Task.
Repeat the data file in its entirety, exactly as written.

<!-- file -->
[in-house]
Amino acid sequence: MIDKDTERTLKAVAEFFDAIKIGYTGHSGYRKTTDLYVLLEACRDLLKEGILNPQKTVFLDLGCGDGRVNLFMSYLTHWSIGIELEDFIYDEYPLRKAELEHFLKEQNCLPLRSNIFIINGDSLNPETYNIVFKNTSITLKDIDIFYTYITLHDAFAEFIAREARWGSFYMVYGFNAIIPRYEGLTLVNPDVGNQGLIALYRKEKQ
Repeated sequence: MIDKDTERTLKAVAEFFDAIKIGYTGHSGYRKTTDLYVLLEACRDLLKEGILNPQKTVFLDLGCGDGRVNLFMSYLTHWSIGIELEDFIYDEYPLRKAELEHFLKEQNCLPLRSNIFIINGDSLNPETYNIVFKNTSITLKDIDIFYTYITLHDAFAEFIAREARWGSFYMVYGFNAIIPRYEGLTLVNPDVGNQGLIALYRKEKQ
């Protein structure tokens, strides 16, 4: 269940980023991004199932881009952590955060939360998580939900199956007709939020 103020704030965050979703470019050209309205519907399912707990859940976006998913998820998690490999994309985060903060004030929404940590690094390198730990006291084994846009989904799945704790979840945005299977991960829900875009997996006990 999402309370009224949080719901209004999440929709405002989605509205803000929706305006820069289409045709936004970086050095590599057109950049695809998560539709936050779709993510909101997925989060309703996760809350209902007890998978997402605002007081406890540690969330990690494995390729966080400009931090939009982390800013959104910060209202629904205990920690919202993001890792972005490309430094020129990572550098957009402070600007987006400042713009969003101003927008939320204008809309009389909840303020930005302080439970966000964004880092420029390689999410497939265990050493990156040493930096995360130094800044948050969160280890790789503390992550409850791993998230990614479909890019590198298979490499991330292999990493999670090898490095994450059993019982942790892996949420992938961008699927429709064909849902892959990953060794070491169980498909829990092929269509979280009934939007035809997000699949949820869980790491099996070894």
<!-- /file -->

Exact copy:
[in-house]
Amino acid sequence: MIDKDTERTLKAVAEFFDAIKIGYTGHSGYRKTTDLYVLLEACRDLLKEGILNPQKTVFLDLGCGDGRVNLFMSYLTHWSIGIELEDFIYDEYPLRKAELEHFLKEQNCLPLRSNIFIINGDSLNPETYNIVFKNTSITLKDIDIFYTYITLHDAFAEFIAREARWGSFYMVYGFNAIIPRYEGLTLVNPDVGNQGLIALYRKEKQ
Repeated sequence: MIDKDTERTLKAVAEFFDAIKIGYTGHSGYRKTTDLYVLLEACRDLLKEGILNPQKTVFLDLGCGDGRVNLFMSYLTHWSIGIELEDFIYDEYPLRKAELEHFLKEQNCLPLRSNIFIINGDSLNPETYNIVFKNTSITLKDIDIFYTYITLHDAFAEFIAREARWGSFYMVYGFNAIIPRYEGLTLVNPDVGNQGLIALYRKEKQ
């Protein structure tokens, strides 16, 4: 269940980023991004199932881009952590955060939360998580939900199956007709939020 103020704030965050979703470019050209309205519907399912707990859940976006998913998820998690490999994309985060903060004030929404940590690094390198730990006291084994846009989904799945704790979840945005299977991960829900875009997996006990 999402309370009224949080719901209004999440929709405002989605509205803000929706305006820069289409045709936004970086050095590599057109950049695809998560539709936050779709993510909101997925989060309703996760809350209902007890998978997402605002007081406890540690969330990690494995390729966080400009931090939009982390800013959104910060209202629904205990920690919202993001890792972005490309430094020129990572550098957009402070600007987006400042713009969003101003927008939320204008809309009389909840303020930005302080439970966000964004880092420029390689999410497939265990050493990156040493930096995360130094800044948050969160280890790789503390992550409850791993998230990614479909890019590198298979490499991330292999990493999670090898490095994450059993019982942790892996949420992938961008699927429709064909849902892959990953060794070491169980498909829990092929269509979280009934939007035809997000699949949820869980790491099996070894």